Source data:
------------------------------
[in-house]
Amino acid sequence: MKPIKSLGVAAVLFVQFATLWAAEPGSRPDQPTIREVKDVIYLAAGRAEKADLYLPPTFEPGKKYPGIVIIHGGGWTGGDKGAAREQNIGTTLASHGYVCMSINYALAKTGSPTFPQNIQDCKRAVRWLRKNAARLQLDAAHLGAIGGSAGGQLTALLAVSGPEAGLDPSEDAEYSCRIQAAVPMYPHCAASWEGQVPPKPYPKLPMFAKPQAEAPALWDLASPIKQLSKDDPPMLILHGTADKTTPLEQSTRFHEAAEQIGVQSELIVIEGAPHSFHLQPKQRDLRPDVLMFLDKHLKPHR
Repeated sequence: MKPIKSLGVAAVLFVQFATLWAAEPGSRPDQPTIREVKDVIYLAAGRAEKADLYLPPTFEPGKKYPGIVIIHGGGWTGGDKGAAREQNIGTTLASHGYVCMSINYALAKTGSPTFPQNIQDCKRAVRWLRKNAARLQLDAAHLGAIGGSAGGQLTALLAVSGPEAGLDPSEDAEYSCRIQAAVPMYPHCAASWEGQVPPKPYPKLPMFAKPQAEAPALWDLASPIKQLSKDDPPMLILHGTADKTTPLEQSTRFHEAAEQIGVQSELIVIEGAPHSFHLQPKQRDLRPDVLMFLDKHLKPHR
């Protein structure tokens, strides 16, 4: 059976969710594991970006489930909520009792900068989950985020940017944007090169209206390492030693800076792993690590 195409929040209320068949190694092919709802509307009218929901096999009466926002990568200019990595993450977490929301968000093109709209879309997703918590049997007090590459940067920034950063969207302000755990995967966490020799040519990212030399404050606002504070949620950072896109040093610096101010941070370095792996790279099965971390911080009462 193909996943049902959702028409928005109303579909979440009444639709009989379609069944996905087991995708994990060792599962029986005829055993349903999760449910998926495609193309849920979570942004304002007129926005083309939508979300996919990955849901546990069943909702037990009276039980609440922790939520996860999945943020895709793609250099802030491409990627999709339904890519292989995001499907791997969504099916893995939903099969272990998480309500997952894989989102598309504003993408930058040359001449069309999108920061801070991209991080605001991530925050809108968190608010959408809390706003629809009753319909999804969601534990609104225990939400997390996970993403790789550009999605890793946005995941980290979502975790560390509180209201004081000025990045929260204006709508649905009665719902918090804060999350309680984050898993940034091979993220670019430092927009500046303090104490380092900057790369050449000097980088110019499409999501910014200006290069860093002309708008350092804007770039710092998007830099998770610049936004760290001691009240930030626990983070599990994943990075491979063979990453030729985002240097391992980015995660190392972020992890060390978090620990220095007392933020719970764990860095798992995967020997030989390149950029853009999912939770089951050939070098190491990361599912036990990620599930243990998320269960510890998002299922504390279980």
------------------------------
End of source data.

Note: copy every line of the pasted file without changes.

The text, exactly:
[in-house]
Amino acid sequence: MKPIKSLGVAAVLFVQFATLWAAEPGSRPDQPTIREVKDVIYLAAGRAEKADLYLPPTFEPGKKYPGIVIIHGGGWTGGDKGAAREQNIGTTLASHGYVCMSINYALAKTGSPTFPQNIQDCKRAVRWLRKNAARLQLDAAHLGAIGGSAGGQLTALLAVSGPEAGLDPSEDAEYSCRIQAAVPMYPHCAASWEGQVPPKPYPKLPMFAKPQAEAPALWDLASPIKQLSKDDPPMLILHGTADKTTPLEQSTRFHEAAEQIGVQSELIVIEGAPHSFHLQPKQRDLRPDVLMFLDKHLKPHR
Repeated sequence: MKPIKSLGVAAVLFVQFATLWAAEPGSRPDQPTIREVKDVIYLAAGRAEKADLYLPPTFEPGKKYPGIVIIHGGGWTGGDKGAAREQNIGTTLASHGYVCMSINYALAKTGSPTFPQNIQDCKRAVRWLRKNAARLQLDAAHLGAIGGSAGGQLTALLAVSGPEAGLDPSEDAEYSCRIQAAVPMYPHCAASWEGQVPPKPYPKLPMFAKPQAEAPALWDLASPIKQLSKDDPPMLILHGTADKTTPLEQSTRFHEAAEQIGVQSELIVIEGAPHSFHLQPKQRDLRPDVLMFLDKHLKPHR
């Protein structure tokens, strides 16, 4: 059976969710594991970006489930909520009792900068989950985020940017944007090169209206390492030693800076792993690590 195409929040209320068949190694092919709802509307009218929901096999009466926002990568200019990595993450977490929301968000093109709209879309997703918590049997007090590459940067920034950063969207302000755990995967966490020799040519990212030399404050606002504070949620950072896109040093610096101010941070370095792996790279099965971390911080009462 193909996943049902959702028409928005109303579909979440009444639709009989379609069944996905087991995708994990060792599962029986005829055993349903999760449910998926495609193309849920979570942004304002007129926005083309939508979300996919990955849901546990069943909702037990009276039980609440922790939520996860999945943020895709793609250099802030491409990627999709339904890519292989995001499907791997969504099916893995939903099969272990998480309500997952894989989102598309504003993408930058040359001449069309999108920061801070991209991080605001991530925050809108968190608010959408809390706003629809009753319909999804969601534990609104225990939400997390996970993403790789550009999605890793946005995941980290979502975790560390509180209201004081000025990045929260204006709508649905009665719902918090804060999350309680984050898993940034091979993220670019430092927009500046303090104490380092900057790369050449000097980088110019499409999501910014200006290069860093002309708008350092804007770039710092998007830099998770610049936004760290001691009240930030626990983070599990994943990075491979063979990453030729985002240097391992980015995660190392972020992890060390978090620990220095007392933020719970764990860095798992995967020997030989390149950029853009999912939770089951050939070098190491990361599912036990990620599930243990998320269960510890998002299922504390279980």